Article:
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MTN-044/IPM 053/CCN019 was a Phase I study of a 90-day vaginal ring containing the antiretroviral drug dapivirine (200 mg) and the contraceptive hormone levonorgestrel (320 mg) that was conducted in collaboration with NIH’s Contraceptive Clinical Trials Network (CCTN). Results, which were reported in February 2021 during the virtual meeting of HIV R4P, found the ring delivered sustained levels of each drug when used continuously for 90 days – levels likely sufficient to serve its dual purpose for protecting against both HIV and unwanted pregnancy – and no significant safety concerns. Because irregular bleeding is a common side effect of progestin-only contraceptives, the study was designed to see if removing the ring for a few days each month, as is commonly done for other contraceptives, would reduce or eliminate irregular bleeding. As such, the 25 women in the study were randomly assigned to use the ring continuously for 90 days or cyclically for 90 days (three cycles during which the ring was used for 28 days and removed for two days).Bleeding patterns were nearly identical in the two groups, and while adherence to ring use was high, a number of participants reported the ring coming out on its own, either partially or completely, a finding that prompted a reformulation of the ring. Unlike the monthly and 90-day tenofovir rings, the combination dapivirine-levonorgestrel ring had been made to be more pliable and feel softer, which the researchers believe was the reason for the many expulsions. (See also MTN-030/IPM 041.)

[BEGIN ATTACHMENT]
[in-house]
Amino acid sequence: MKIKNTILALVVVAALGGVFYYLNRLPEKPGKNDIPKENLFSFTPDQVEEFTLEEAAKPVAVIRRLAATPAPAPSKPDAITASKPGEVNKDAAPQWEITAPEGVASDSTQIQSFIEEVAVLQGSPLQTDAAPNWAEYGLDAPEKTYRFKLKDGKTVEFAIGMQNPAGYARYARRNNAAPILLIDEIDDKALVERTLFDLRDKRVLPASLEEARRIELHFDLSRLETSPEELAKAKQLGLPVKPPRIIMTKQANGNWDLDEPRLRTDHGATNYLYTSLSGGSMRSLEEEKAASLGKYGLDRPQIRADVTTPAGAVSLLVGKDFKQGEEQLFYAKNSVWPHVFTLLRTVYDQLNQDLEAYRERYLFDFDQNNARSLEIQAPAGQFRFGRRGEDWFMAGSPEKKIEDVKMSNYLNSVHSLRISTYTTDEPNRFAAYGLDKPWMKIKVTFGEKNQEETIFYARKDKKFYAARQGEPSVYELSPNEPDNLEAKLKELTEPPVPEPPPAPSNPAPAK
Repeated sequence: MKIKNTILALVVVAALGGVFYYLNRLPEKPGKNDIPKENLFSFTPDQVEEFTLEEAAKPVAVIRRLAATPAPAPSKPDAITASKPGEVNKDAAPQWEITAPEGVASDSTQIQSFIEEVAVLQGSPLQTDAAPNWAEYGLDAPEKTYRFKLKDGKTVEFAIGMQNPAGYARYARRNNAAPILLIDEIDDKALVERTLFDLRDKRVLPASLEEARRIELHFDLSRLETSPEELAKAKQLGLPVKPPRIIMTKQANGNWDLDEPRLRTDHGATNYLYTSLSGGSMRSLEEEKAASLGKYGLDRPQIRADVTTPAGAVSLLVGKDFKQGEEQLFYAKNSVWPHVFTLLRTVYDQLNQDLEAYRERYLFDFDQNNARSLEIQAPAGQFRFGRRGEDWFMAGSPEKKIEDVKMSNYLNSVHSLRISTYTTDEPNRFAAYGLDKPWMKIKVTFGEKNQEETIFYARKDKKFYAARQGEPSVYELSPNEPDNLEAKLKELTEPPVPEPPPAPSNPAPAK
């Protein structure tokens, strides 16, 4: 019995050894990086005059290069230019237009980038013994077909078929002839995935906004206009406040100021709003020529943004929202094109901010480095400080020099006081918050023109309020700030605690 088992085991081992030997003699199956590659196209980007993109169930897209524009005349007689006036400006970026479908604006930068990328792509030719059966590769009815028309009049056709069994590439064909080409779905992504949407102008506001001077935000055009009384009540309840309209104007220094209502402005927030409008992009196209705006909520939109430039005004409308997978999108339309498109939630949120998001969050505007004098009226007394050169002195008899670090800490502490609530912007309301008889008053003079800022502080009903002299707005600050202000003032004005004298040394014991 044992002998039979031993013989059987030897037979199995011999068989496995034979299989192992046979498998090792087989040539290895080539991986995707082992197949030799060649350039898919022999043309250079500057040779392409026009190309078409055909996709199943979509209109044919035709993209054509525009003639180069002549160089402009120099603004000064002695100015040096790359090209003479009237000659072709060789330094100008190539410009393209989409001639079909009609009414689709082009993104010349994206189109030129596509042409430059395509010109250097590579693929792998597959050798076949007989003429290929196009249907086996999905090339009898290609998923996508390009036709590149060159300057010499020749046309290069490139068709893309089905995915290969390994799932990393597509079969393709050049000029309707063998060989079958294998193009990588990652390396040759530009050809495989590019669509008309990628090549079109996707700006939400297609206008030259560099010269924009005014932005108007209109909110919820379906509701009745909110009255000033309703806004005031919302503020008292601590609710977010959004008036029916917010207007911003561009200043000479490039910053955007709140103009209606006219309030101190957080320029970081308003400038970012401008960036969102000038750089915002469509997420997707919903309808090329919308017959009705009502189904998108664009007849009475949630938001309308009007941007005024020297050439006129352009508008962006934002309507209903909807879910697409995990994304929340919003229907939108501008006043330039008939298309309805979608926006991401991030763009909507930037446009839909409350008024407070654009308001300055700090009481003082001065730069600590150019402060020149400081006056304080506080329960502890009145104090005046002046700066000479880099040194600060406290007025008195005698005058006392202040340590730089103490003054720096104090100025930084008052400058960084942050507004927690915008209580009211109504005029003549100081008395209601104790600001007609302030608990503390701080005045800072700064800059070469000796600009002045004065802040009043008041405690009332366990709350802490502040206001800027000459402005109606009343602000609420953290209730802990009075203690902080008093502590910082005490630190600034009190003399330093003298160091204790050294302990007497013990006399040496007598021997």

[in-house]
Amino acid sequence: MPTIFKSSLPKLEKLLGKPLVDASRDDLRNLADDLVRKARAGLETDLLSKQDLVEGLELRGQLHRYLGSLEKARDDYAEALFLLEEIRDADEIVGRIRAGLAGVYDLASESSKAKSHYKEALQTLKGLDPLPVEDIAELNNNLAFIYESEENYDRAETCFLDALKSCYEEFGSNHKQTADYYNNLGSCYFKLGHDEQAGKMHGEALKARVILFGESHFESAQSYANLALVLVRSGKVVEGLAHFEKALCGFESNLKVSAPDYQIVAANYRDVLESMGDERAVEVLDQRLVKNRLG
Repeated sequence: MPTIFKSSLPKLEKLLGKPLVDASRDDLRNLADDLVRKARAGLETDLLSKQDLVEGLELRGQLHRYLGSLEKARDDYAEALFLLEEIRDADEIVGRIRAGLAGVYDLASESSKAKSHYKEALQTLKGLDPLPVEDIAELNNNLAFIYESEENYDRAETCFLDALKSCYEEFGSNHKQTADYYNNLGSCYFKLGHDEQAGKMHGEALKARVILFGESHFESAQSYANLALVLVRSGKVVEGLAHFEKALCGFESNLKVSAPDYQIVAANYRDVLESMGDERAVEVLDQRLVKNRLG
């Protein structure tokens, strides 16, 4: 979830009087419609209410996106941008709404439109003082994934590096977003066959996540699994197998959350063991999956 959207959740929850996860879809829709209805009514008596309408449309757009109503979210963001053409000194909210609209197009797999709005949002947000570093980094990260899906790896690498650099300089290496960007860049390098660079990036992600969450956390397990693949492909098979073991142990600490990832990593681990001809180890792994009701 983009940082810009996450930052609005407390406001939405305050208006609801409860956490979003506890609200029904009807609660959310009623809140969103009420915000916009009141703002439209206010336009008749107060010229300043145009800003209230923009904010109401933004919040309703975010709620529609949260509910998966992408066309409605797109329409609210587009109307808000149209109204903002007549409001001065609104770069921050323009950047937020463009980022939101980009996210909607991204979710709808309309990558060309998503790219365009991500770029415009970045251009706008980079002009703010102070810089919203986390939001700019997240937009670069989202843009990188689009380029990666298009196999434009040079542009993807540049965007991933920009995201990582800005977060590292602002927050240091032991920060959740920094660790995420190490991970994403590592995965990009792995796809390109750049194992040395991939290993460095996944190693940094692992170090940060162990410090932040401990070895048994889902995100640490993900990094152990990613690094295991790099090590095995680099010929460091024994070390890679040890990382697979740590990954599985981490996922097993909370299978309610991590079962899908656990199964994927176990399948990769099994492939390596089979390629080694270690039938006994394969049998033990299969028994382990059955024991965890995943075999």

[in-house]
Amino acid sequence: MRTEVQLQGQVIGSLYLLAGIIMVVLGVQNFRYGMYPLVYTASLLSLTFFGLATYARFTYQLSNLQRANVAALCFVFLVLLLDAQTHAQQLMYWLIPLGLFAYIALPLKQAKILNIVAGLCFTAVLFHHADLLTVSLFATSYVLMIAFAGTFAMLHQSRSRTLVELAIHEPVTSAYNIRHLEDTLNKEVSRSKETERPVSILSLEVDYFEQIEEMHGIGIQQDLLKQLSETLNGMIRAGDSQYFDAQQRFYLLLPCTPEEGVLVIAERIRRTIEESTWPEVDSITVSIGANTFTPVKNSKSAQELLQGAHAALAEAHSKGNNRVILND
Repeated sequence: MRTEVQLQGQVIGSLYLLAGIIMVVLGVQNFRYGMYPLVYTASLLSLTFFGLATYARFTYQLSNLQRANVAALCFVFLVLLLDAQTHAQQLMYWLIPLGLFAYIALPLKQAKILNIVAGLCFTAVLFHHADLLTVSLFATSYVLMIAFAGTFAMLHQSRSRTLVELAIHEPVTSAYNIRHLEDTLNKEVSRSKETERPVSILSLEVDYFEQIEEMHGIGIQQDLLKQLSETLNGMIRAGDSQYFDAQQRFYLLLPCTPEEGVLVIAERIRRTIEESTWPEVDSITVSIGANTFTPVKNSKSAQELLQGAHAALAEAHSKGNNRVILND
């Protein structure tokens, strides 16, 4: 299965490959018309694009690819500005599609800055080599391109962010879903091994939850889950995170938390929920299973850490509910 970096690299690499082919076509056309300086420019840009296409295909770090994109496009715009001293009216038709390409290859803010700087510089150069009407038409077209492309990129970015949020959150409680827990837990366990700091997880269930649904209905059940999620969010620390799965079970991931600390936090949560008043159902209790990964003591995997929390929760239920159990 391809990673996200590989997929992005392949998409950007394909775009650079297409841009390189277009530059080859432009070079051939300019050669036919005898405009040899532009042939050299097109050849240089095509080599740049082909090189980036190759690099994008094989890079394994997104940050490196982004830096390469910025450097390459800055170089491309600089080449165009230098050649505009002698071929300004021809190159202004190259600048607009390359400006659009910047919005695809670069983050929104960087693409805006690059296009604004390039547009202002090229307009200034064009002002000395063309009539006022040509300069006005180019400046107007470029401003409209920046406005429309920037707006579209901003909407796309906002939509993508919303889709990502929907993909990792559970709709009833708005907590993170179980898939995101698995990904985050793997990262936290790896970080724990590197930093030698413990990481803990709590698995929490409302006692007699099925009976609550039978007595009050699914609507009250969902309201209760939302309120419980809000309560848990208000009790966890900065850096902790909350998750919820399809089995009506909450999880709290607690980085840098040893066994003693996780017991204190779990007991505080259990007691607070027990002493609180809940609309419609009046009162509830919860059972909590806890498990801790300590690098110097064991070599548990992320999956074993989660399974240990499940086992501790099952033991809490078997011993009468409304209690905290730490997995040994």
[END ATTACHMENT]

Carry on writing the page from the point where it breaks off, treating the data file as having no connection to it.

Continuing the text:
Second early phase study of 90-day vaginal ring containing dapivirine and contraceptive shows promise as dual-purpose product for preventing both HIV and pregnancy

First clinical trial of new dapivirine ring with both anti-HIV drug and contraceptive finds ring is well-tolerated with no safety concerns

See Also
MTN-044/IPM 053/CCN019 Protocol

MTN-044/IPM 053/CCN019  Studies Page